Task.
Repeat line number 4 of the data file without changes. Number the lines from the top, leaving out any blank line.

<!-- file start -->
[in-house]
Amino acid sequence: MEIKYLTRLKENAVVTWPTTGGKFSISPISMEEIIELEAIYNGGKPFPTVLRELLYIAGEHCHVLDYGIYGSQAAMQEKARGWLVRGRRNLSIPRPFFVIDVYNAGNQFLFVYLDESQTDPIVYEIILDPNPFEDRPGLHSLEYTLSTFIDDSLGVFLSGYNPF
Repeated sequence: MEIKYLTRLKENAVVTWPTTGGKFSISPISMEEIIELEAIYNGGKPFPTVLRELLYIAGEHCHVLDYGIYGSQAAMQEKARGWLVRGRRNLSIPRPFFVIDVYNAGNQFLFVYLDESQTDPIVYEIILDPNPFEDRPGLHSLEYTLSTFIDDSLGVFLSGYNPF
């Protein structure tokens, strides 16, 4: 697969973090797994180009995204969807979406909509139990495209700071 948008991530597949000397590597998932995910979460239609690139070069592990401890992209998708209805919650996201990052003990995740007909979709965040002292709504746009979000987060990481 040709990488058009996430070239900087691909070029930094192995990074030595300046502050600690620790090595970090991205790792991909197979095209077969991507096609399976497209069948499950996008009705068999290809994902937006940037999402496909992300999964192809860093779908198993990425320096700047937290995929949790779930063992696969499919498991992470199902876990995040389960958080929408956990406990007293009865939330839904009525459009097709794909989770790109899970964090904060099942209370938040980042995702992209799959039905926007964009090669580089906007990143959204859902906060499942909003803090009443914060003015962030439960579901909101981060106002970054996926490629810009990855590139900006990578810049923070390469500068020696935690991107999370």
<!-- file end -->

């Protein structure tokens, strides 16, 4: 697969973090797994180009995204969807979406909509139990495209700071 948008991530597949000397590597998932995910979460239609690139070069592990401890992209998708209805919650996201990052003990995740007909979709965040002292709504746009979000987060990481 040709990488058009996430070239900087691909070029930094192995990074030595300046502050600690620790090595970090991205790792991909197979095209077969991507096609399976497209069948499950996008009705068999290809994902937006940037999402496909992300999964192809860093779908198993990425320096700047937290995929949790779930063992696969499919498991992470199902876990995040389960958080929408956990406990007293009865939330839904009525459009097709794909989770790109899970964090904060099942209370938040980042995702992209799959039905926007964009090669580089906007990143959204859902906060499942909003803090009443914060003015962030439960579901909101981060106002970054996926490629810009990855590139900006990578810049923070390469500068020696935690991107999370």